• Programming language: The programming code of React Native is React.js. The language used is JavaScript; it is extensive and immensely popular. But it is also called the “untyped language”. Thus while native apps use predictable logic, have greater variable control and use the compiler to look for errors, JS relies completely on automatic tests, lint tools and programmer experience. Effectively, it takes longer to search for and find an error in the app code. Despite this triviality, JS still remains the foremost choice for programmers across the world.

    JS is also known to be incompatible with simultaneously performing multiple asynchronous tasks. Many trending functionalities and modules are also not supported. This makes it difficult for JS to embrace cutting edge technologies and handle complex manipulations.

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Native apps are developed using Java, Kotlin or Swift. These programming languages are better equipped to handle complex calculations, advanced features and incorporate advanced hardware. Thus app developers using the native framework can create diverse mobile apps successfully.

JS is, however, much easier to learn than Java, Kotlin and Swift. But JS also comes riddled with loopholes and flaws making react native app development slightly difficult. On the other hand, developers take time to get comfortable with Java, Kotlin and Swift.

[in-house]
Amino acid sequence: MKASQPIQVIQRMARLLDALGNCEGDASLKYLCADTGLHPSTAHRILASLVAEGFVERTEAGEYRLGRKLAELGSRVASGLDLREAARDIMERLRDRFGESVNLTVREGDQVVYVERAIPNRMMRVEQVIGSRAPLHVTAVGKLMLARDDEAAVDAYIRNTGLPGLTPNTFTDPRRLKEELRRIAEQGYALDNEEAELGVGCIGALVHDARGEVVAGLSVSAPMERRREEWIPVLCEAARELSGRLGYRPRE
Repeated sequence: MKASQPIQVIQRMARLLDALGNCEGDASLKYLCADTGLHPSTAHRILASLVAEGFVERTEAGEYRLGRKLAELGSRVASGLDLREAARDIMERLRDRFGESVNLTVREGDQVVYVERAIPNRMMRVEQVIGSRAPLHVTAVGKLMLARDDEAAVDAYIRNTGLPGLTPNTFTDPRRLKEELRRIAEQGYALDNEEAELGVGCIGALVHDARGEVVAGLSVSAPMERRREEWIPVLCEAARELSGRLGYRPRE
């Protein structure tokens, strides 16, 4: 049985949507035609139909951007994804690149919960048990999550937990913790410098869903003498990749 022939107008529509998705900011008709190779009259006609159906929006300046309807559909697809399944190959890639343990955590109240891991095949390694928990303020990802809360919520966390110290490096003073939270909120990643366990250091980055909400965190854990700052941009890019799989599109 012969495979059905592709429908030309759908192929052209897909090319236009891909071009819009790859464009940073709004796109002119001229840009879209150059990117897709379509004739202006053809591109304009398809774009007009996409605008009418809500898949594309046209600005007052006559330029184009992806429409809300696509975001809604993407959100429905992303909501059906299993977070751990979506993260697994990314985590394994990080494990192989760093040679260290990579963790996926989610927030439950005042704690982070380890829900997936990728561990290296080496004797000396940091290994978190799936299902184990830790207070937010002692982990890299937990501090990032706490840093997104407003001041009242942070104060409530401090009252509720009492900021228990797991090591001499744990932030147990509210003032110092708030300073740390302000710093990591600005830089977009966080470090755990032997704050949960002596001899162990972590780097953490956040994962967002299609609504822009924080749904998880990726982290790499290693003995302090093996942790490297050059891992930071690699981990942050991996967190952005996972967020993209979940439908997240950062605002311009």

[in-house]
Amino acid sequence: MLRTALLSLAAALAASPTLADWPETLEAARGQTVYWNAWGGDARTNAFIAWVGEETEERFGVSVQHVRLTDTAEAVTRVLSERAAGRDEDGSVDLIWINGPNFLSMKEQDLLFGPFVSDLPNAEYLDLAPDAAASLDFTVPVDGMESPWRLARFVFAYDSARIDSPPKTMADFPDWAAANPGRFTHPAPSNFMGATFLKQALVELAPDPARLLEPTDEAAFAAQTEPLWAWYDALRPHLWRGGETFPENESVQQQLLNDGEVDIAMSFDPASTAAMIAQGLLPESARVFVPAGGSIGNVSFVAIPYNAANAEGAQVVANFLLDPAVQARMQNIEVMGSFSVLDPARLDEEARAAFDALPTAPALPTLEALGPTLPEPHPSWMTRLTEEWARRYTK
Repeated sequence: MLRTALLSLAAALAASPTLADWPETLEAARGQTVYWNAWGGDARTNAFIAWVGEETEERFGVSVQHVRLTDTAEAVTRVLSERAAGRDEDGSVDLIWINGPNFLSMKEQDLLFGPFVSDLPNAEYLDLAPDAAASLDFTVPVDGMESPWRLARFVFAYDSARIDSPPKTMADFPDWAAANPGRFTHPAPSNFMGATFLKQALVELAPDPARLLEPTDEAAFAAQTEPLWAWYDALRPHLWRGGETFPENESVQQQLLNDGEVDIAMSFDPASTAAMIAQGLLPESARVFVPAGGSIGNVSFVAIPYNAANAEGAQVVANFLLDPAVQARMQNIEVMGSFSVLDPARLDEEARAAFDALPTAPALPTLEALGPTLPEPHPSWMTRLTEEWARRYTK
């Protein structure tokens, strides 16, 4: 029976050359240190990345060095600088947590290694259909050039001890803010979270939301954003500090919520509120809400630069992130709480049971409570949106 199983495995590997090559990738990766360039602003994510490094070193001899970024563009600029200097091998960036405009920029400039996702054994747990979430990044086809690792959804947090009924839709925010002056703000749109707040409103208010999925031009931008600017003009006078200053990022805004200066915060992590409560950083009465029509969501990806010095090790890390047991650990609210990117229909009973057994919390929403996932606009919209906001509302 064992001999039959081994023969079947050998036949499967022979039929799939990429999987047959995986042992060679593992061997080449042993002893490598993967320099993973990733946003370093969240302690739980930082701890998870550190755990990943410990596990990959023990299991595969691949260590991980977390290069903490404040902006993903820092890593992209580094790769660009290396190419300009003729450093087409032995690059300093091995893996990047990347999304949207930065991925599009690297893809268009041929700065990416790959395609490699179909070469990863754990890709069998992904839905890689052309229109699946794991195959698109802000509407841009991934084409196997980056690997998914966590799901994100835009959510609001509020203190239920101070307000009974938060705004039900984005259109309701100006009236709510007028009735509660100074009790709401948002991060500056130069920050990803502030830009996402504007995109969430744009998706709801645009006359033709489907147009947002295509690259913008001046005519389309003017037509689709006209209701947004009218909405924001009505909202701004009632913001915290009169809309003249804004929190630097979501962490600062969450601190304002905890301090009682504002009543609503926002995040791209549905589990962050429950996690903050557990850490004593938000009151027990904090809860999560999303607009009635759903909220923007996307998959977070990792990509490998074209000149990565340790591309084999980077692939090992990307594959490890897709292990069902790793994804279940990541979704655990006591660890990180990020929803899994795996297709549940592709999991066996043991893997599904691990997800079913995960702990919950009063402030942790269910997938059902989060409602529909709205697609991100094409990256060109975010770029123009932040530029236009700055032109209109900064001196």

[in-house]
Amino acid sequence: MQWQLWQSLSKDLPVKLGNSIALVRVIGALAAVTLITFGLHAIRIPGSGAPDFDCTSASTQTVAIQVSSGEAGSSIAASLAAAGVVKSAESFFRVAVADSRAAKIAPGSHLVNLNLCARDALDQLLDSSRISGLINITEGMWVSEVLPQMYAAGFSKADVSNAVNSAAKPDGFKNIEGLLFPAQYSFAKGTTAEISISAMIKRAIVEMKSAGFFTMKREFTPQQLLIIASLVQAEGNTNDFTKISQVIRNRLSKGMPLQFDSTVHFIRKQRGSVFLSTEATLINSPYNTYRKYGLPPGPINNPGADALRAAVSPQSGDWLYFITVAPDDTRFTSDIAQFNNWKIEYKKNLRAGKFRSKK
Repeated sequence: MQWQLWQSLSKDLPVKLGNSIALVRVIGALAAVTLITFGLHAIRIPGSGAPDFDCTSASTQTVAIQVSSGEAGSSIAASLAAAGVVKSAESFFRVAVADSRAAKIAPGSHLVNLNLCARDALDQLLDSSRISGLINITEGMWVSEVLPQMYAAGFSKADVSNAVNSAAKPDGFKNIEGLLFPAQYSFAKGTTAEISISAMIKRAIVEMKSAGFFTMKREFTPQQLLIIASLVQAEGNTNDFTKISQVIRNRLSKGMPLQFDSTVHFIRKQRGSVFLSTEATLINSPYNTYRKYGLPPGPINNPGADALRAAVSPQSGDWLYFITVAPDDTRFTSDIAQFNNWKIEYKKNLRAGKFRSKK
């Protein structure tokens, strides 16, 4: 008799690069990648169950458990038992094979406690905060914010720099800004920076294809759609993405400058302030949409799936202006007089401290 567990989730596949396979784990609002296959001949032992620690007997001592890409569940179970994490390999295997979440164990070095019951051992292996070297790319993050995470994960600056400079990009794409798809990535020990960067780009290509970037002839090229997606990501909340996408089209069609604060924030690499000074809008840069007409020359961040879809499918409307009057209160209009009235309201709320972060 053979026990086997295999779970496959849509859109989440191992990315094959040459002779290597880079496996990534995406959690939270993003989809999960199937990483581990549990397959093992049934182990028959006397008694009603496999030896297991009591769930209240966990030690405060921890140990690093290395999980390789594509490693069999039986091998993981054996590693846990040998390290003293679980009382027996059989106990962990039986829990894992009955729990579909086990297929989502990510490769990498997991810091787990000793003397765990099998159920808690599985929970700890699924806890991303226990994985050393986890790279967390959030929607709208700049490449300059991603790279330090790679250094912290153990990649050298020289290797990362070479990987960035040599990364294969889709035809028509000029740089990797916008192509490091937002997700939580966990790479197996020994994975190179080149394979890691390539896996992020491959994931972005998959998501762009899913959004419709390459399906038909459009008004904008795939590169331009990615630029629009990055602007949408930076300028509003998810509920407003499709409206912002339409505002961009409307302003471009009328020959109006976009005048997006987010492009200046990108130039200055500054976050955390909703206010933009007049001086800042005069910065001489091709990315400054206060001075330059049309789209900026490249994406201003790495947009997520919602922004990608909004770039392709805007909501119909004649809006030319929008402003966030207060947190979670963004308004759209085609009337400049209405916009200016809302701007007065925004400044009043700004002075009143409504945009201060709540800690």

• Long term scope: For apps wanting to provide users with regular updates, native app development framework scores well. They can implement functionalities and launch updates as well as resolve errors without affecting the usability of the app. For the React Native, updates are not a priority.
  • Native app interactivity: It is easy for a native app to interact with and access the data of other native apps. React Native uses third-party libraries to interact with and access data of other native apps. This lowers data access levels and output of the app also gets affected.
  • Native module support: Even though React Native easily handles cross-platform cases, it is still unable to completely cover native mobile ground without getting linked to native modules. This linkage can only be done by following specific instructions. Effectively, developers have to go deep into native IDEs to enable these modules. 

While an experienced developer who has previously worked in native app development finds it easy to link the libraries, a purely React Native app developer will do the same after hitting many dead-ends. The use of cloud services further complicates the linkage of the native modules with the React Native framework.